14. A taking lens barrel as claimed in claim 8, wherein said first stator includes a yoke having said first tooth and said second tooth of said first stator.
15. A camera, comprising:
a stepping motor including:
rotor having an essentially cylindrical configuration, a longitudinal axis, and circumference, said rotor being polarized along the circumference,
a supporting member which rotatably supports said rotor, and
at least one stator having a coil and a yoke, said yoke having at least a first stator tooth and a second stator tooth,
wherein the first stator tooth and the second stator tooth are located in different positions along the circumference of the rotor and along the longitudinal axis of the rotor.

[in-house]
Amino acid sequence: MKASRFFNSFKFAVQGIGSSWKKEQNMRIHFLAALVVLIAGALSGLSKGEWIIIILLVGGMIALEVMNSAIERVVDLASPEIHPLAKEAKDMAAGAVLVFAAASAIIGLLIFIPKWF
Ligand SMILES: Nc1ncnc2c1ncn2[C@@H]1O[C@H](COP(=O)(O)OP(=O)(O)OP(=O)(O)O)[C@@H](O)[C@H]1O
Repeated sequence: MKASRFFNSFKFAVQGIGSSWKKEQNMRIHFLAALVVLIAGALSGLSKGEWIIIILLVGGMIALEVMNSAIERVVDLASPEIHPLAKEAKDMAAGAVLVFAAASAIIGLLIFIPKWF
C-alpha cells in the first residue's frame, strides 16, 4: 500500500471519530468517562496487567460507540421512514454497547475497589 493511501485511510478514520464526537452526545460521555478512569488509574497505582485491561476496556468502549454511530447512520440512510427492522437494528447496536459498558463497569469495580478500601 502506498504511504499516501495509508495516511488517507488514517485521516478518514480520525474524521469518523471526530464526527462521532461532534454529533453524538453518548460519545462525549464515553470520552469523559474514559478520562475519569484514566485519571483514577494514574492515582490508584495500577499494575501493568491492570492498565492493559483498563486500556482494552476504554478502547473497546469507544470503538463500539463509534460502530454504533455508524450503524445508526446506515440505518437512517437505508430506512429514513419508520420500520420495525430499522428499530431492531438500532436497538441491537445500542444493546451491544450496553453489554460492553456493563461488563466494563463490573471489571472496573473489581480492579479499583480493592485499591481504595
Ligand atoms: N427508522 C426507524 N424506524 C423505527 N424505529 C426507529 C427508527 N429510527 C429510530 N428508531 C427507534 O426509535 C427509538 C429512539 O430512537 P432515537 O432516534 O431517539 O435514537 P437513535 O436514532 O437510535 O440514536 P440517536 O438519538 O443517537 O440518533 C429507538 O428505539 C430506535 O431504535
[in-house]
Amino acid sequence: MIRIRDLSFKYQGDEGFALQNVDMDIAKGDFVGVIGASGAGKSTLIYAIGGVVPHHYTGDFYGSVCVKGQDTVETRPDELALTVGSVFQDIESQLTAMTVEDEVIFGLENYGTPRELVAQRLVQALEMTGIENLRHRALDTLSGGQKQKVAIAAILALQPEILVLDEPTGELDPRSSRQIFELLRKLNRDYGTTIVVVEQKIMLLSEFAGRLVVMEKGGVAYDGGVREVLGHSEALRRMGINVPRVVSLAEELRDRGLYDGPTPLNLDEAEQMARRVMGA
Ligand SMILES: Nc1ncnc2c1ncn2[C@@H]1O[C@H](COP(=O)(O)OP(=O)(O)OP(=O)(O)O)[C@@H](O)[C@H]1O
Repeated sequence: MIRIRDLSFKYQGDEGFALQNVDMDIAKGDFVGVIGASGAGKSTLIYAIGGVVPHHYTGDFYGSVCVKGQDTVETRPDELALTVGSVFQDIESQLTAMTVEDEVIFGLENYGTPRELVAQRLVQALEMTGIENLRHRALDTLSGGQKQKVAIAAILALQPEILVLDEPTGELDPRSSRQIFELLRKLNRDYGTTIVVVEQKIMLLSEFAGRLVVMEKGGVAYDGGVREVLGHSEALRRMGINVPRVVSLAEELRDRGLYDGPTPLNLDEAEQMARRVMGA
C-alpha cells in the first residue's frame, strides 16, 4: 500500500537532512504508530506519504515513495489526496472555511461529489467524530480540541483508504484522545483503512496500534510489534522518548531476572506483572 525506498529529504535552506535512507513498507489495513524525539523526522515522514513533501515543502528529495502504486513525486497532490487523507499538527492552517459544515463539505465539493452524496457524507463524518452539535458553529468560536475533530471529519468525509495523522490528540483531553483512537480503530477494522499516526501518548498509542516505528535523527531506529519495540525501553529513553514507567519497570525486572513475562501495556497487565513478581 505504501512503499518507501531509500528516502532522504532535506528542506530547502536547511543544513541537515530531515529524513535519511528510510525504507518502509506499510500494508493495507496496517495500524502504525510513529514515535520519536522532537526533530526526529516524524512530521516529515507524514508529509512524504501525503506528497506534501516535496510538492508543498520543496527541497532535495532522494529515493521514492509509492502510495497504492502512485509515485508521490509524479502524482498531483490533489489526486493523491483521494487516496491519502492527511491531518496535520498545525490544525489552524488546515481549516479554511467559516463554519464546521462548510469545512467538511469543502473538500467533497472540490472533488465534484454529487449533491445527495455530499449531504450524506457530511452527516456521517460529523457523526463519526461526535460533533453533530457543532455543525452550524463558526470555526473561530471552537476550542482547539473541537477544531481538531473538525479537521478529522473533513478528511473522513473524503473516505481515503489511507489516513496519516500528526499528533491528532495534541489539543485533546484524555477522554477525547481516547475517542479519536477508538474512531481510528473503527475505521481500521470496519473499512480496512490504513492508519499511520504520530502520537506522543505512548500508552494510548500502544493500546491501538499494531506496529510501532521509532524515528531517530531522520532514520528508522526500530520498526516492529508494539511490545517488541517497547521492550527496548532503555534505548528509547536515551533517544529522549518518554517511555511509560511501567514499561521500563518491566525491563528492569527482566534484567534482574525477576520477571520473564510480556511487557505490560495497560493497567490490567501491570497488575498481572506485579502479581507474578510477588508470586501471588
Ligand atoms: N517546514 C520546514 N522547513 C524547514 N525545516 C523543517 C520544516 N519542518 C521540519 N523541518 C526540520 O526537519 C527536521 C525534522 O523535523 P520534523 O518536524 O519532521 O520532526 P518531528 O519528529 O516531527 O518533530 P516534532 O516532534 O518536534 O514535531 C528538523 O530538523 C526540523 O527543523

16. A camera as claimed in claim 15,
wherein the first stator tooth and second stator tooth extend parallel to each other along the longitudinal axis of said rotor.
17. A camera as claimed in claim 15,
wherein the first stator tooth extends along the longitudinal axis of said rotor and the second stator tooth extends along the circumference of said rotor.
18. A camera as claimed in claim 15,
wherein the first stator tooth and second stator tooth extend parallel to each other along the circumference of said rotor.
19. A camera as claimed in claim 15, further comprising:
a shutter mechanism that is drivable by the rotation of said stepping motor.
20. A camera as claimed in claim 15, further comprising:
a diaphragm mechanism that is drivable by the rotation of said stepping motor.
21. A camera as claimed in claim 15, further comprising:
a lens drive mechanism that is drivable by the rotation of said stepping motor.
22. A stepping motor, comprising:
a substantially cylindrical and polarized rotor having a longitudinal axis and a circumference; and